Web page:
Introducing his cycle of poems “They Said I Was an Alternate,” Nathan McClain explained that an alternate juror does everything the other jurors do, but, when it comes time to deliberate, they don’t get a say. “I thought that said something profound about my lived experience,” he said.
McClain was on campus on Monday, Oct. 24, for a reading of his work and a discussion of the craft of writing as part of the Judith O’Connell Hoyer Poetry Reading Series, organized by Heather Treseler, professor in the English Department. Treseler said when she read McClain’s first book, Scale, published in 2017, “I was astonished at how his carefully crafted poems lingered in my mind for days and weeks, expanding in their power and demanding rereading. Nathan’s voice is a wise, incisive, and lasting one.”
Many of the poems McClain read from that volume and his recently published second collection of poems, Previously Owned, used metaphor to address topics like racism and the legacy of slavery, generational trauma, and romantic love.
“Arguably, all poems are about one of two things: love and loss,” McClain said. Some poems are about both, such as the poem he opened the reading with, “Fire Destroys Beloved Chicago Bakery,” from his first collection, Scale. The poem, like many others in the collection, deals with grieving and coming to terms with an absent father. “How is it that you misread ‘fire’ / as ‘father,’” the poem begins, and ends, asking, “why you smell him in every ruin, every / smoldering heap of ash and brick?”
In “Love Elegy in the Chinese Garden, with Koi,” from the same collection, the poem’s narrator asks, “who hasn’t done that— // loved so intently even after everything / has gone? Loved something that has washed // its hands of you?” and decides, finally, “I know I’m like those koi, / still, with their popping mouths, that would kiss // those hands again if given the chance. So dumb.”
In another poem, “The World Is Full,” McClain finds profound poetic fodder from his family’s chickens. He writes, “No one // had bothered to name them. To name / them, we believed, would make them // harder to kill and eat, but how / wrong we were. I believed // I could save them, or that saving them / meant I loved them, that my love was good // for something.”
McClain “came to poetry late,” he told the audience, starting to write as a 19-year-old community college student. He went on to graduate from the Warren Wilson College MFA Program. Now, he is assistant professor of creative writing and African American literary arts at Hampshire College in Amherst and the poetry editor of The Massachusetts Review.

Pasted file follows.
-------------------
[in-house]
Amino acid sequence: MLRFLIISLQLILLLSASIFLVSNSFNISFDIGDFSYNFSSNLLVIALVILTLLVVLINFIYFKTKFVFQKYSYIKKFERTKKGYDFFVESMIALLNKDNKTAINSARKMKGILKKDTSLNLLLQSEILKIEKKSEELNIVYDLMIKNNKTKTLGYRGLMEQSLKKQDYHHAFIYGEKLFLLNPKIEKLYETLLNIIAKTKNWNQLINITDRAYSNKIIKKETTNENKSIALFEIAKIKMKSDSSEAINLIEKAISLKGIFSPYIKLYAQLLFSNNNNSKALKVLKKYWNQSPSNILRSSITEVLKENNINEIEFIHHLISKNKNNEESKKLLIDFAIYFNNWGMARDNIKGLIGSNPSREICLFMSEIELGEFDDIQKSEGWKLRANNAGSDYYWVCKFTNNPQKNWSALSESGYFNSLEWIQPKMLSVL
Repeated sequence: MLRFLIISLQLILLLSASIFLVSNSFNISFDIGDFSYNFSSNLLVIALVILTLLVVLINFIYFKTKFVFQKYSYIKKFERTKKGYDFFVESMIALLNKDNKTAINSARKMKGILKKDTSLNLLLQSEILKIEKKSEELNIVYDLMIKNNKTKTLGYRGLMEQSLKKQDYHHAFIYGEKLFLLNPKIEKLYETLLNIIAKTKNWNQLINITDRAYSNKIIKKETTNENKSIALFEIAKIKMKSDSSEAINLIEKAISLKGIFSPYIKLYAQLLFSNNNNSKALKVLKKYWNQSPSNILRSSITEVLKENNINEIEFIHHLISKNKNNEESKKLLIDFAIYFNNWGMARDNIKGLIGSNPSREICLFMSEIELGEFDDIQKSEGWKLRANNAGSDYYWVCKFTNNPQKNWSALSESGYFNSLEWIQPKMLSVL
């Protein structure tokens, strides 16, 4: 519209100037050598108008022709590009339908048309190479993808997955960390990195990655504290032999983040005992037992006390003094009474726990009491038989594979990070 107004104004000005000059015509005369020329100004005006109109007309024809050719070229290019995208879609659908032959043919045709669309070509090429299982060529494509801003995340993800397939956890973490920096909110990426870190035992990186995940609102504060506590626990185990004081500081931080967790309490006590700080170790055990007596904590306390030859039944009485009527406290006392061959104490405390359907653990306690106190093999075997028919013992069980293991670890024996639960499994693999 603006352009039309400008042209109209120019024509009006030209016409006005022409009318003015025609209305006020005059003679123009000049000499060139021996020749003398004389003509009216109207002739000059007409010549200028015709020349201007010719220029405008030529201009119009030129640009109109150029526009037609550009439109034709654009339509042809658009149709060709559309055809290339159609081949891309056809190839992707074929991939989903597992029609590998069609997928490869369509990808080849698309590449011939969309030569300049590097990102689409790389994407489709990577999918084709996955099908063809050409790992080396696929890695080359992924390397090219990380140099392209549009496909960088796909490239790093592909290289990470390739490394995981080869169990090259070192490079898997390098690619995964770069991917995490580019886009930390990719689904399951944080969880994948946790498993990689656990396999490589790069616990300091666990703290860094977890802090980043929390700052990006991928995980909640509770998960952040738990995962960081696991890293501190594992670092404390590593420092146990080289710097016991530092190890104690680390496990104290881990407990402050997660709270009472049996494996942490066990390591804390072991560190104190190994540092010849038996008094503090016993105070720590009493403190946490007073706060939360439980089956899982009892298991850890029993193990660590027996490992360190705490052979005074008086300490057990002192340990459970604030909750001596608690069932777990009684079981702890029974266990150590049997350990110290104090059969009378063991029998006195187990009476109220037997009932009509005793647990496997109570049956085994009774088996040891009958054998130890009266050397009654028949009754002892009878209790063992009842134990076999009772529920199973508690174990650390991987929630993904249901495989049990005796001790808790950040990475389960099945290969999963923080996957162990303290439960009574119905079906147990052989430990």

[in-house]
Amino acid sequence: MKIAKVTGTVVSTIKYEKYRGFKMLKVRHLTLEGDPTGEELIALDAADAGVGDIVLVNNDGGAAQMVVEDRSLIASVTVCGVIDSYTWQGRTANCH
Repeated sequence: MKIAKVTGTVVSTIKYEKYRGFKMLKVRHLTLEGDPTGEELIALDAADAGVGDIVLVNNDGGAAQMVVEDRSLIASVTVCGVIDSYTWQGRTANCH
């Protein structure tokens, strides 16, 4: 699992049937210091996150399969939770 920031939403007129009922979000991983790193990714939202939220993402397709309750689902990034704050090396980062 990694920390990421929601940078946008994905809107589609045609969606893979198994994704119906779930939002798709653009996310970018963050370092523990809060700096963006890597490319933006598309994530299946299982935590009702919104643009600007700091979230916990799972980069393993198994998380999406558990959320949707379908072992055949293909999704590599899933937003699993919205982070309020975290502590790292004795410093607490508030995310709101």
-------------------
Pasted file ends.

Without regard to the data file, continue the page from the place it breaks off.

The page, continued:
McClain’s journey seemed to touch a chord with the Worcester State students in the audience, who expressed curiosity about his path from community college to being a professor and poetry editor. McClain credited the communities, such as online writing groups, he’s been part of in his life with his success. He encouraged students to find their own communities and to “stay open,” reading as much as they can and listening to and absorbing life around them.
When asked by a student how to not feel too much pressure to meet life-goal deadlines, McClain, who is close to 40, contrasted himself with a basketball player who, at his age, would be getting ready to retire. “I’m still a baby writer in many ways,” he said. “There’s still a lot of development that I have yet to do.”
Worcester State’s poetry series—which would become the Judith O’Connell Hoyer Poetry Reading Series—was started in 2013 by Treseler. Despite having only a shoestring budget, Treseler was able to bring two poets—Alan Michael Parker and Joy Katz—to campus for a reading and craft talk. The following year, through a collaboration with Worcester Polytechnic Institute, Worcester State hosted Forrest Gander, who would soon win the Pulitzer Prize, and Christina Davis.
Judith Hoyer ’65, who had been wanting to give something back to her alma mater, attended the 2014 reading, and found inspiration for a gift to support poetry. Hoyer always had a love for poetry, and she started writing it after her retirement as a school counselor. Now she has a chapbook—Bits and Pieces Set Aside—and a forthcoming full-length collection, Imagine That, from FutureCycle Press to her name. Treseler described Hoyer as “a kind person and delightful friend” and expressed gratitude for her support of the reading series.
All told, the English Department has brought 14 nationally known or emerging poets to the Worcester State campus in less than ten years. Other poets who have read at Worcester State are Sandra Lim, Anna Ross, Marge Piercy, B. K. Fischer, Kevin Prufer, K. B. Kinkel Brinkmann, Jennifer Militello, Virginia Konchan, and Stephen Kuusisto.
Image: From left to right, Heather Treseler, Nathan McClain, and Judith Hoyer
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